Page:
John H. Graham, manufacturer, twice mayor of Wichita and one of her most influential and public spirited citizens, is a native of Iowa, born on his father's farm, in Butler county, Nov. 19, 1869, son of John and Caroline (De Witt) Graham. The father, a native of Scotland, born in 1824, came with his parents to America, in 1830. He was reared in the city of Montreal, Canada, which was the place of residence of the family until 1856, when they located in Butler county, Iowa. John Graham became a successful farmer and a citizen of influence and lived until eighty-one years of age, his death occurring in 1905, in Butler county, Iowa. He married, when a young man, Caroline De Witt, born in Canada, in 1830, who survives him and resides in the old home in Iowa.
John H. Graham received his early educational discipline in the public schools of Mt. Vernon, Iowa, and later completed a course in Cornell College of that city. Subsequently he learned telegraphy and was for about seven years employed as an operator by the Great Western railway. He became a resident of Kansas, in 1897, locating in Wichita, where for two years he served as secretary to the receiver of the Wichita & Western railroad. During the years 1890-1900 he served as cashier of the Wichita office of the Missouri Pacific railway. In 1901 he organized the City Transfer & Storage Company of Wichita, in which he was an interested principal. The following six years he was employed in successfully managing this enterprise, retiring, in 1907, to become mayor of Wichita, to which office he had been elected on an independent ticket. The non-enforcement of the prohibition law of the state under previous administrations caused the better element of Wichita to place an independent candidate in the field who, if elected, could be relied upon to enforce to the letter the law regulating the sale of liquors. The choice of this element was Mr. Graham, who was elected by a flattering majority. His administration of the office of mayor was entirely satisfactory to those who had elected him, and previous conditions were greatly improved upon. The liquor interests, which he fought successfully during this term in office, were sufficiently strong to prevent his succeeding himself, and he returned to private life. In 1911, after a bitterly fought campaign, he was elected a second time as the city's chief executive. From the day on which he resumed the mayor's chair a relentless campaign to discredit his administration was begun by the liquor interests, who, unable to defeat him at the regular election, succeeded in securing a recall election and were successful in causing his retirement. In justice to Mr. Graham it is well to state that the succeeding administration is now being required to enforce the law through pressure on the part of Governor Stubbs and the attorney-general's department. In 1911 Mr. Graham became interested in the Hydro-Carbon Company of Wichita, manufacturers of gasoline lighting systems and is sales manager of the company.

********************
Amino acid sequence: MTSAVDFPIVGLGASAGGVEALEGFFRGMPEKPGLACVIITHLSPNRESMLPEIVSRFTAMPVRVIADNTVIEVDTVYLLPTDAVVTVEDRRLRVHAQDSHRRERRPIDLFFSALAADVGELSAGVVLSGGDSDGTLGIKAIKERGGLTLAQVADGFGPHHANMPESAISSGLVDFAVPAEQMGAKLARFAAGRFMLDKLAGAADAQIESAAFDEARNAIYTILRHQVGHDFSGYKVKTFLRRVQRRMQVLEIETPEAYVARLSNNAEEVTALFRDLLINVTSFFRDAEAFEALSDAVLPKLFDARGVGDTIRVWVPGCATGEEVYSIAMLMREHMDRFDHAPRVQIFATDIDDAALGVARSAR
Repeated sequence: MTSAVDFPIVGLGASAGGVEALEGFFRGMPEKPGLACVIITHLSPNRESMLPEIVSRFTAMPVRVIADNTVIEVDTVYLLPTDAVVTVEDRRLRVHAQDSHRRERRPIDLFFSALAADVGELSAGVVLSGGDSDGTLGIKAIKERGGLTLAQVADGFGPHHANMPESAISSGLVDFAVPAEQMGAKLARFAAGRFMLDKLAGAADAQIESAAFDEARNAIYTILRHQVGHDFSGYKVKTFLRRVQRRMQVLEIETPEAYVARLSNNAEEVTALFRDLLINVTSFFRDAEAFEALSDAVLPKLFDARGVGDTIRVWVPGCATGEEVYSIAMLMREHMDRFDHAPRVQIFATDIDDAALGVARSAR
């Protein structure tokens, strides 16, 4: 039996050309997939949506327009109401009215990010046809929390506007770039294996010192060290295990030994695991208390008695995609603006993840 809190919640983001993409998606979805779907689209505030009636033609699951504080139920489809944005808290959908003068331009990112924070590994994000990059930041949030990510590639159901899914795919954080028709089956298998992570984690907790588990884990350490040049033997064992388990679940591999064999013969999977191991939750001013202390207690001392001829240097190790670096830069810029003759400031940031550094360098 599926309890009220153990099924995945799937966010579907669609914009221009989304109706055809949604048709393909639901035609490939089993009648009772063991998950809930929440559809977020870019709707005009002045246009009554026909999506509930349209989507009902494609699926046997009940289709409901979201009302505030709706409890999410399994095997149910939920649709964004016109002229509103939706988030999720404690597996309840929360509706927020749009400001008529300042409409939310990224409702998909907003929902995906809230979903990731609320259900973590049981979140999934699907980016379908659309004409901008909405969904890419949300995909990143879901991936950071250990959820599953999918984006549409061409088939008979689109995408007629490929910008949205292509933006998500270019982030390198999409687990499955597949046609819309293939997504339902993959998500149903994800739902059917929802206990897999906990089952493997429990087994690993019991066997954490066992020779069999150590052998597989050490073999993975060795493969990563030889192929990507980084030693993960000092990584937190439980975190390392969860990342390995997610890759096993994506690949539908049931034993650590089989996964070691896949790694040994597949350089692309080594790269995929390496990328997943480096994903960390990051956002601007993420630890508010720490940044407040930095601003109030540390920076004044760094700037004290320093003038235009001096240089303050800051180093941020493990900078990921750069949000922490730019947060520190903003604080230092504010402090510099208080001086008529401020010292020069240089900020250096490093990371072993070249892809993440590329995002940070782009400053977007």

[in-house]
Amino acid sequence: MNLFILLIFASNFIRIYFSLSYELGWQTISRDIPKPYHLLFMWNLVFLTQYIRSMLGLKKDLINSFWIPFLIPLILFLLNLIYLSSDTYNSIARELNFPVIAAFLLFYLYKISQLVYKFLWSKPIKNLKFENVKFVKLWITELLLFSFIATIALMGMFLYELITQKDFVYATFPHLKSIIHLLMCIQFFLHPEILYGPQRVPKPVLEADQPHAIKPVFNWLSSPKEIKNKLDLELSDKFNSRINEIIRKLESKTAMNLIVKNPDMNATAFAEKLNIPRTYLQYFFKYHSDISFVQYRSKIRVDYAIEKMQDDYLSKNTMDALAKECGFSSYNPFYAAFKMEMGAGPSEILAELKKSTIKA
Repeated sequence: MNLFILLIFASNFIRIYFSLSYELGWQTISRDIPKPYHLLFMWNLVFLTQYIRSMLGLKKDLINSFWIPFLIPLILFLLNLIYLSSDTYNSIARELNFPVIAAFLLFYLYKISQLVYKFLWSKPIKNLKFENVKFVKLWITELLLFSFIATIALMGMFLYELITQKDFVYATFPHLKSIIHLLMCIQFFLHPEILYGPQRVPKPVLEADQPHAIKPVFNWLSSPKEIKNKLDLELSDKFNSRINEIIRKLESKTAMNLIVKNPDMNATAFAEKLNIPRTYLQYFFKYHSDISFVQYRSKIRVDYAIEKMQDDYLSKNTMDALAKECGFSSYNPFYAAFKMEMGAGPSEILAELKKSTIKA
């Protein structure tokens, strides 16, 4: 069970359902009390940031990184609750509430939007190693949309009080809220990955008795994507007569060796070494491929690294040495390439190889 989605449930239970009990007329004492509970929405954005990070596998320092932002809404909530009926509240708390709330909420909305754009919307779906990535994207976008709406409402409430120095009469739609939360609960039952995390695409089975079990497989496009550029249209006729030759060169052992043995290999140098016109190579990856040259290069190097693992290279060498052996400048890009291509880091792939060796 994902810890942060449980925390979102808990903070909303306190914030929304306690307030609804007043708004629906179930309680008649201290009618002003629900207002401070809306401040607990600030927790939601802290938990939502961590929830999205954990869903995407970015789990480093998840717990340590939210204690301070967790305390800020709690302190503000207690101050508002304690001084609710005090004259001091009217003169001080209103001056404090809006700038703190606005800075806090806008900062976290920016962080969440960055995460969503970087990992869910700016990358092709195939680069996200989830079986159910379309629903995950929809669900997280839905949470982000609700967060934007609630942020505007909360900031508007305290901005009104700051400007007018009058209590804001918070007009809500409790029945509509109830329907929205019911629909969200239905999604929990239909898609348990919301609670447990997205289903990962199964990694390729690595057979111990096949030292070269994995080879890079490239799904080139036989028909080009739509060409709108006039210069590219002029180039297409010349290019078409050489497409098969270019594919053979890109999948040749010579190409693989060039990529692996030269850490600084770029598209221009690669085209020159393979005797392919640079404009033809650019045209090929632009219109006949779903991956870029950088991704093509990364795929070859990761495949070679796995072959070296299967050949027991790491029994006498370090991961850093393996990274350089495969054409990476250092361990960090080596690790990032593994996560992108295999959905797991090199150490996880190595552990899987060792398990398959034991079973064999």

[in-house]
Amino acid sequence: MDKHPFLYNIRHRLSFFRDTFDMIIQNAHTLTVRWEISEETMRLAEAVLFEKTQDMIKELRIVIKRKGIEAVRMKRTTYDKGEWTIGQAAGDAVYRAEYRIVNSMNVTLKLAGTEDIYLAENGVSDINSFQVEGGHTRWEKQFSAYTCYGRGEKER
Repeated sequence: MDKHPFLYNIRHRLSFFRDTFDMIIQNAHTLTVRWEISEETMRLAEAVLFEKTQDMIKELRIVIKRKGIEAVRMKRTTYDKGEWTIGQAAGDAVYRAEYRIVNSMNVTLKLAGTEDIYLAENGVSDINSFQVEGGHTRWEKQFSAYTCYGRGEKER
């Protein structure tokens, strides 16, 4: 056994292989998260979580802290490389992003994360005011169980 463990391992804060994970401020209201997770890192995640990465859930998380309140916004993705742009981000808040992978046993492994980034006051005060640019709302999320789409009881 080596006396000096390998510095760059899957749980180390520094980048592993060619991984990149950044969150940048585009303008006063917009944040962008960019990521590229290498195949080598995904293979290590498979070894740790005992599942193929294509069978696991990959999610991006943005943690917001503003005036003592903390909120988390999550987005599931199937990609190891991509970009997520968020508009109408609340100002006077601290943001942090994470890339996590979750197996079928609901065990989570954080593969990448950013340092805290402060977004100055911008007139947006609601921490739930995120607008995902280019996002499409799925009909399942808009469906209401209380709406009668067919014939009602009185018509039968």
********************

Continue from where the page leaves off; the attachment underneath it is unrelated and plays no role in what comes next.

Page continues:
Mr. Graham married, April 13, 1893, Edith M. Westgate, daughter of Sylvester S. Westgate, a prominent stockman and the founder of Westgate, Iowa. Mrs. Graham is a woman of broad culture and refinement and popular in the social and religious circles of Wichita, in which she is a leader.
Mr. Graham is in all respects a high type of the conservative, unassuming American, diligent in his various duties and commercial affairs, and conscientious in all things. He has realized a substantial success through his own well directed efforts and by methods clean, capable and honest. He is a member of the Wichita Chamber of Commerce and of the Rotary Club. Both he and his wife are members of the First Methodist Episcopal Church of Wichita, active in its various affairs and generous contributors to its charities.Pages 802-803 from volume III, part 2 of Kansas: a cyclopedia of state history, embracing events, institutions, industries, counties, cities, towns, prominent persons, etc. ... / with a supplementary volume devoted to selected personal history and reminiscence. Standard Pub. Co. Chicago : 1912. 3 v. in 4. : front., ill., ports.; 28 cm. Vols. I-II edited by Frank W. Blackmar. Transcribed December 2002 by Carolyn Ward. This volume is identified at the Kansas State Historical Society as microfilm LM195. It is a two-part volume 3.
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